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Based on few tutorials that I show I created the following MariaDB configuration for my server. Server has 32 GB ram, SSD, 8 cores and is dedicated to run MySQL. The biggest table has about 1,5 million rows, and we are running updates every second. So I am trying to create an optimal configuration for writing. A simple update record sometimes need 2-3 seconds. Should I change something to increase update queries speed?

[mysqld]
# MyISAM
key_buffer_size                = 32M
myisam_recover                 = FORCE,BACKUP

# SAFETY
innodb                         = FORCE
innodb_strict_mode             = 1
max_allowed_packet             = 16M
max_connect_errors             = 1000000
skip_name_resolve

# BINARY LOGGING
expire_logs_days               = 14
sync_binlog                    = 1

# CACHES AND LIMITS
max_connections                = 500
max_heap_table_size            = 32M
open_files_limit               = 65535
query_cache_type               = 0
query_cache_size               = 0
table_definition_cache         = 4096
table_open_cache               = 10240
thread_cache_size              = 50
tmp_table_size                 = 32M

# INNODB
innodb_buffer_pool_size        = 12G
innodb_buffer_pool_instances   = 12
innodb_flush_method            = O_DIRECT
innodb_flush_log_at_trx_commit = 1
innodb_file_per_table          = 1
innodb_log_files_in_group      = 2
innodb_log_file_size           = 1G

# LOGGING
log_error                      = /var/lib/mysql/srv.defrop.com.err
slow_query_log                 = 1
slow_query_log_file            = /var/lib/mysql/mysql-slow.log
long_query_time = 2

# Disabling symbolic-links is recommended to prevent assorted security risks
symbolic-links                 = 0

#custom
performance_schema = on

Example log of query

# Time: 190415 10:36:59
# User@Host: defrop_defdb[defrop_defdb] @ localhost []
# Thread_id: 2420  Schema: defrop_defrop  QC_hit: No
# Query_time: 2.404021  Lock_time: 0.000053  Rows_sent: 0  Rows_examined: 2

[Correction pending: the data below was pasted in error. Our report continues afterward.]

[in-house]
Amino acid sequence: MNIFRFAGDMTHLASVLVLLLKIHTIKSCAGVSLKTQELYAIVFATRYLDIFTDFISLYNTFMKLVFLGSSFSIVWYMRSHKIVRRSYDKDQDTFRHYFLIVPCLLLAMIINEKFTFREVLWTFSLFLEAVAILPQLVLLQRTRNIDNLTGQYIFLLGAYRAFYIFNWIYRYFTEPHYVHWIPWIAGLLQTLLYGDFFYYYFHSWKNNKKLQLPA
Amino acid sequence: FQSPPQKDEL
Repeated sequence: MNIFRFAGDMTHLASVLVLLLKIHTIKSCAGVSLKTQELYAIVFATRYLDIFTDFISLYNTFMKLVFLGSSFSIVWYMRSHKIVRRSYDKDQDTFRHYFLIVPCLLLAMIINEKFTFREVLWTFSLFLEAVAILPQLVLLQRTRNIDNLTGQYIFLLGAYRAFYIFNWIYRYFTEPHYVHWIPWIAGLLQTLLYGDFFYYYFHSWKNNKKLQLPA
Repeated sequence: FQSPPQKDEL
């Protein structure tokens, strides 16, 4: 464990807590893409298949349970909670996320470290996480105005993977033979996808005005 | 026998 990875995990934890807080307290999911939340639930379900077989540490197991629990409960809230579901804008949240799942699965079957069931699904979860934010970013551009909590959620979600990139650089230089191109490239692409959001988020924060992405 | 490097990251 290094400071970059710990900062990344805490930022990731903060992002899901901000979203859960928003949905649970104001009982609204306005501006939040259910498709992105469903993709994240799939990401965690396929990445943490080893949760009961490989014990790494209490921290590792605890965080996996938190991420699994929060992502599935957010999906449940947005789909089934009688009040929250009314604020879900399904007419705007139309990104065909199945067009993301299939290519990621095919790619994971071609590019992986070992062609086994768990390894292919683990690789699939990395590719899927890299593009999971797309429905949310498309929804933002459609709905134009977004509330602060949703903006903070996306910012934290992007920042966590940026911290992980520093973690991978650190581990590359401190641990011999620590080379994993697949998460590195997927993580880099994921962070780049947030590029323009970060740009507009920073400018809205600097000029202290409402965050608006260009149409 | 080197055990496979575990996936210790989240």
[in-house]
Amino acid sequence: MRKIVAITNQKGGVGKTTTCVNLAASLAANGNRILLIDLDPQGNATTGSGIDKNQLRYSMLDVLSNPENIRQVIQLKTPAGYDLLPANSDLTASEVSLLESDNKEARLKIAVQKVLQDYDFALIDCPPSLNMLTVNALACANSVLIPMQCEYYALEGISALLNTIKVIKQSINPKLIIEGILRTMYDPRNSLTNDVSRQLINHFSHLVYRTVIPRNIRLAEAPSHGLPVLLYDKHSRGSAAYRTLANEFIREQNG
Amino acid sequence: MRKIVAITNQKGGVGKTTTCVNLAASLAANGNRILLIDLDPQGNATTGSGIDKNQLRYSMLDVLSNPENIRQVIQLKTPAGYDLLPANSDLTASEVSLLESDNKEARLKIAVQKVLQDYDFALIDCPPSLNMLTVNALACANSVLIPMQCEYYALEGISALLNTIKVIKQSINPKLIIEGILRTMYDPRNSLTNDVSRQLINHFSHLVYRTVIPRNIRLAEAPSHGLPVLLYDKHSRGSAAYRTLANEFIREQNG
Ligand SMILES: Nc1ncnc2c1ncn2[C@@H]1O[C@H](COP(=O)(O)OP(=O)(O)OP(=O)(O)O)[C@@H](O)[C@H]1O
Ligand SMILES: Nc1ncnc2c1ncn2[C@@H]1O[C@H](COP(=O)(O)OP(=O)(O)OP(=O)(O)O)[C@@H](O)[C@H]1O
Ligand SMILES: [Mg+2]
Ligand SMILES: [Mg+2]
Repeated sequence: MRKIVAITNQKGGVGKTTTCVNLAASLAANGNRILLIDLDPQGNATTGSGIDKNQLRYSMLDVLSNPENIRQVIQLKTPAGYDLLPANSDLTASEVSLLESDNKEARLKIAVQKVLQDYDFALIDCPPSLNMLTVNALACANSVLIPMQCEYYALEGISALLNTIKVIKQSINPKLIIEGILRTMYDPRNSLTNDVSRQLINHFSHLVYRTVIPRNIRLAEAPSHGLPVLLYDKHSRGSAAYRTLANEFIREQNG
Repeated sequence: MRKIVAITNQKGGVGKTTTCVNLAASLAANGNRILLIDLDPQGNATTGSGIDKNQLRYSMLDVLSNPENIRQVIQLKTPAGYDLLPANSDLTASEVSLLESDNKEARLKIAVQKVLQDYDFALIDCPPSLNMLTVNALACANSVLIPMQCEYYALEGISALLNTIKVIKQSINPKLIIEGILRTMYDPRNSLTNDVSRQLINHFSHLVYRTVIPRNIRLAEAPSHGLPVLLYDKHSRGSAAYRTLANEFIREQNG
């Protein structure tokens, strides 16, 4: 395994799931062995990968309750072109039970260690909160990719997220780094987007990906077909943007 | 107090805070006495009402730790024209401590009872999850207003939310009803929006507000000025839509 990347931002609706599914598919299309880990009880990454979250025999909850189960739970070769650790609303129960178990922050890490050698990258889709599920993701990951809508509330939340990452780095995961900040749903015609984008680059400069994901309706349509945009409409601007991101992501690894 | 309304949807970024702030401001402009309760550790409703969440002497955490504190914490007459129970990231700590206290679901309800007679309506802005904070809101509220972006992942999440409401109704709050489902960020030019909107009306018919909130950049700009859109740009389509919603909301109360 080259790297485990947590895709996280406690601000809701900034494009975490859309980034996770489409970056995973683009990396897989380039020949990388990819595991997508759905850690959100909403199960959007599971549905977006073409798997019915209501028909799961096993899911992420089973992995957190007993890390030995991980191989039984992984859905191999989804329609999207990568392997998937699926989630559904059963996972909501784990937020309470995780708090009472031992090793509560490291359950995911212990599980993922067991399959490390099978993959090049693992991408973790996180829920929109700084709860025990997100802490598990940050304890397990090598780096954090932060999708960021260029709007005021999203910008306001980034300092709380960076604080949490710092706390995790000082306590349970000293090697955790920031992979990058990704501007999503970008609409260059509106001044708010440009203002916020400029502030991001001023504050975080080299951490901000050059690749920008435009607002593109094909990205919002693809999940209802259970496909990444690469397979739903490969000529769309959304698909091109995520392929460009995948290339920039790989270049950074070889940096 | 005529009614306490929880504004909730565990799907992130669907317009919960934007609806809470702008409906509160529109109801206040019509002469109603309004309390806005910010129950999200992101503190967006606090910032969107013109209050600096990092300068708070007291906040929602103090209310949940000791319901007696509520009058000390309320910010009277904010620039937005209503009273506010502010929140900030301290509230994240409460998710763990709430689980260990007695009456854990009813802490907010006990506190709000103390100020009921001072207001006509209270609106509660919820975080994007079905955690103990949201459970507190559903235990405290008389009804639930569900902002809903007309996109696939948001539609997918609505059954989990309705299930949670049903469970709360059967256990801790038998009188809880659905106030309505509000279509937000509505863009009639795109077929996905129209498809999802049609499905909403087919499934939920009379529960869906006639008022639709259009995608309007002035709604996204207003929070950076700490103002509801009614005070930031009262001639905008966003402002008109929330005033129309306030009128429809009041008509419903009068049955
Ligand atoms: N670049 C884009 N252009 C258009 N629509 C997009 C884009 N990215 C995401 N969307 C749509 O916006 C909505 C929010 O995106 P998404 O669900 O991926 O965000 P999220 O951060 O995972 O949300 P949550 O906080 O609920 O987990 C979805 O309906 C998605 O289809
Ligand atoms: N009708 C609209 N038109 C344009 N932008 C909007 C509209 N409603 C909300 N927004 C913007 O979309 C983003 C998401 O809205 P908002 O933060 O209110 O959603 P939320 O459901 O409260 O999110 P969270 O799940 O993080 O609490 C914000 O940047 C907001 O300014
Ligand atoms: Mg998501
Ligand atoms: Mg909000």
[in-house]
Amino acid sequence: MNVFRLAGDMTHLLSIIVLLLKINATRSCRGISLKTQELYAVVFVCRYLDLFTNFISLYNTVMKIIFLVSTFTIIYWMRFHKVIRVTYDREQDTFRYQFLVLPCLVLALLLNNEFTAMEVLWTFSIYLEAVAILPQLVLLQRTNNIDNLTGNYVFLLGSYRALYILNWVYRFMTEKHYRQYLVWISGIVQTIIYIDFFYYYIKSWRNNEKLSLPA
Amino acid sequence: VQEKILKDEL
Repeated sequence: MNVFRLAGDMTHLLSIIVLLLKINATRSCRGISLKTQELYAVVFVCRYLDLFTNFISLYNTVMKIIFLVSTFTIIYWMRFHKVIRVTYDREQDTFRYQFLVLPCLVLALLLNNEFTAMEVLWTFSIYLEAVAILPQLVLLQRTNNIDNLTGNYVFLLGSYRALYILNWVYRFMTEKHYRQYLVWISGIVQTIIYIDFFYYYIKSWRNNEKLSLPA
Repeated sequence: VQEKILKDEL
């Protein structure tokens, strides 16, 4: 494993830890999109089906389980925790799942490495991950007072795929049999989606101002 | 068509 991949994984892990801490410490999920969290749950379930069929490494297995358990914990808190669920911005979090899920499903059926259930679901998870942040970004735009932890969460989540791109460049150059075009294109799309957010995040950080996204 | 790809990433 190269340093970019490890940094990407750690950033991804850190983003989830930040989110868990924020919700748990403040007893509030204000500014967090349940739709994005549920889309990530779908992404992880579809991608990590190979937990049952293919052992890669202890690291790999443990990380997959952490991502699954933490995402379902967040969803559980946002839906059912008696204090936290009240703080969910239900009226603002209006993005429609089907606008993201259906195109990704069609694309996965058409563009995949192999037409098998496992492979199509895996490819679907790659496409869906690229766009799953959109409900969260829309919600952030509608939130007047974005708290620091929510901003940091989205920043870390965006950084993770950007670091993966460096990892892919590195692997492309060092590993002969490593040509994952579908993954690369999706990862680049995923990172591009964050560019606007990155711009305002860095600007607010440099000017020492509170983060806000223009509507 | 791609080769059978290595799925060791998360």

# Rows_affected: 1
SET timestamp=1555317419;
UPDATE `backlinks` 
SET
`backlinks`.`crawler_id` = '10.0.0.28', 
`backlinks`.`used_time`=NOW() 
WHERE
`backlinks`.`campaign_id`=710
AND `backlinks`.`googlebot_id` IS NULL 
AND `backlinks`.`used_time` IS NULL 
LIMIT 1;
  • 1
    +1 for a very good first question. p.s. welcome to the forum! :-) – Vérace Apr 15 at 9:55
  • Just curious on WHY you have the LIMIT 1 - is it impossible to have more than one row with campaign_id of 710 qualified? If there could be more than one, would you not want to set ALL of them? Is there a reason you allow a hacker/cracker 1 Million attempts to guess a password with your max_connect_errors value? 10 would be a more reasonable limit. – Wilson Hauck Apr 16 at 21:01
  • Additional information request. Post on pastebin.com and share the links. Text results of: B) SHOW GLOBAL STATUS; after minimum 24 hours UPTIME C) SHOW GLOBAL VARIABLES; D) SHOW FULL PROCESSLIST; E) complete MySQLTuner report AND Optional very helpful information, if available includes - htop OR top OR mytop for most active apps, ulimit -a for a linux/unix list of limits, iostat -xm 5 3 for IOPS by device and core/cpu count, for server tuning analysis. – Wilson Hauck Apr 16 at 21:05
1

If the server is solely used by MariaDB then you can dedicate 16-24 GB of RAM to the DB service (now it is limited to the 12 GB). That allows to make bigger InnoDB pools. If your tables/indexes are fit into the RAM then your service need no expensive additional disk I/O.

You can reduce the max_connections variable to the reasonable value but that require clients to release the connections immediately after use. That can decrease the buffers consumption and overall peak RAM requirements.

Also you have to set up the join_buffer_size, sort_buffer_size, read_buffer_size and read_rnd_buffer_size variables to the appropriate values to ensure your queries do not use on-disk temporary tables for the intermediate datasets. But that values shouldn't be too big as far as they are defined for each connection and cumulative RAM consumption can reach (max_connections * all_buffers) + innodb_buffer_pool_size and even more.

The good starting point is the
SET @@global.slow_launch_time = 0.5, @@global.slow_query_log = 1; This command will start logging of the queries running for more than 0.5 second for further analysis. If the global variable log_queries_not_using_indexes is set to 1 then queries with no indexes will also be logged there. As far as your DB isn't too big it's more probable that slowdown is caused by poor indexing than bad server configuration.

  • I am still learning so can you please recommend values for join_buffer_size, sort_buffer_size, read_buffer_size and read_rnd_buffer_size ? Or teach me a way to create those values. – Heopas Apr 15 at 10:45
  • There is no general rules, each system has its own optimum. And there is a lot of circumstances that affect the certain values. The general approach is: 1) find out the slow/nonindexed queries. 2) index nonindexed ones. 3) use EXPLAIN ... to find out an query execution plan. 4) if key is NULL - add the proper index. 5) if type is ALL and/or extra contains filesort or temporary - add the proper index and/or increase the buffers. – Kondybas Apr 15 at 11:03
  • @Kondybas I suspect you meant SET @@global.long_query_time = 0.5 to log queries taking more than .5 second. slow_launch_time increments GLOBAL STATUS slow_launch_threads - when thread creation takes longer than limit SET. – Wilson Hauck Apr 17 at 1:35

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